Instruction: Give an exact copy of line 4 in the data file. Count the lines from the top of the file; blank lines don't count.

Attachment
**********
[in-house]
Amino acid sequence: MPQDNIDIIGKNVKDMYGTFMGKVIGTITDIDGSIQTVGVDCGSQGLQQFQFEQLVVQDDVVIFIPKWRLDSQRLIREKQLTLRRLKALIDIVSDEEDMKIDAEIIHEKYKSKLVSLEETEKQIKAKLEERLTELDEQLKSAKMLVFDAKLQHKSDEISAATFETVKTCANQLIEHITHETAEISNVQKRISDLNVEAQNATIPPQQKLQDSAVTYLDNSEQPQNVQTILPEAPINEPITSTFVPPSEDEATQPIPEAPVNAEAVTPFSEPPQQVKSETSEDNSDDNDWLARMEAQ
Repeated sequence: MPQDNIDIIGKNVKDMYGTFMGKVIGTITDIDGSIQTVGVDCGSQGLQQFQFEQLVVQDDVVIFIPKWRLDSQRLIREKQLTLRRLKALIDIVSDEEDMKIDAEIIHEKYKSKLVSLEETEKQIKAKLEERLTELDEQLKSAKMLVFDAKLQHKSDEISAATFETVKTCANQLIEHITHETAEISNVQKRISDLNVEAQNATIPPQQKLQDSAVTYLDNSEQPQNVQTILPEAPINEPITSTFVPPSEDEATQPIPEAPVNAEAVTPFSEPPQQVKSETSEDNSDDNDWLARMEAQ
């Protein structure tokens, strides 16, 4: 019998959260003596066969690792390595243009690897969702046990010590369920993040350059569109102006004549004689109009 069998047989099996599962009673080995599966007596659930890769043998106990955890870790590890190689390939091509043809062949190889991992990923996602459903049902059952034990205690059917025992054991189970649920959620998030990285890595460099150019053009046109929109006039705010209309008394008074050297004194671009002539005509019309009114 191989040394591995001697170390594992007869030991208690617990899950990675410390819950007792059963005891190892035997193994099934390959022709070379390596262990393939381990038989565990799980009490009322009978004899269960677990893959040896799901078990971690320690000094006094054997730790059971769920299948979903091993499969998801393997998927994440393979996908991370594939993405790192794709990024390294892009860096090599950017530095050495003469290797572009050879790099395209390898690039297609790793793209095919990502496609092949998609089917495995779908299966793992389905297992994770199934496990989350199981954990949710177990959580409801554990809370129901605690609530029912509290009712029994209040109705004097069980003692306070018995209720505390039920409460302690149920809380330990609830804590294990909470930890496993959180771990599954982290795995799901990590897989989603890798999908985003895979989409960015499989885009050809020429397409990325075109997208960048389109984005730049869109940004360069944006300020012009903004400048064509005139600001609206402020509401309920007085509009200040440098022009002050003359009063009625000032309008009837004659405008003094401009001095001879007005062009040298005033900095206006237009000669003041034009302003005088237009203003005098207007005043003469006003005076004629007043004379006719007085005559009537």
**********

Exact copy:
């Protein structure tokens, strides 16, 4: 019998959260003596066969690792390595243009690897969702046990010590369920993040350059569109102006004549004689109009 069998047989099996599962009673080995599966007596659930890769043998106990955890870790590890190689390939091509043809062949190889991992990923996602459903049902059952034990205690059917025992054991189970649920959620998030990285890595460099150019053009046109929109006039705010209309008394008074050297004194671009002539005509019309009114 191989040394591995001697170390594992007869030991208690617990899950990675410390819950007792059963005891190892035997193994099934390959022709070379390596262990393939381990038989565990799980009490009322009978004899269960677990893959040896799901078990971690320690000094006094054997730790059971769920299948979903091993499969998801393997998927994440393979996908991370594939993405790192794709990024390294892009860096090599950017530095050495003469290797572009050879790099395209390898690039297609790793793209095919990502496609092949998609089917495995779908299966793992389905297992994770199934496990989350199981954990949710177990959580409801554990809370129901605690609530029912509290009712029994209040109705004097069980003692306070018995209720505390039920409460302690149920809380330990609830804590294990909470930890496993959180771990599954982290795995799901990590897989989603890798999908985003895979989409960015499989885009050809020429397409990325075109997208960048389109984005730049869109940004360069944006300020012009903004400048064509005139600001609206402020509401309920007085509009200040440098022009002050003359009063009625000032309008009837004659405008003094401009001095001879007005062009040298005033900095206006237009000669003041034009302003005088237009203003005098207007005043003469006003005076004629007043004379006719007085005559009537």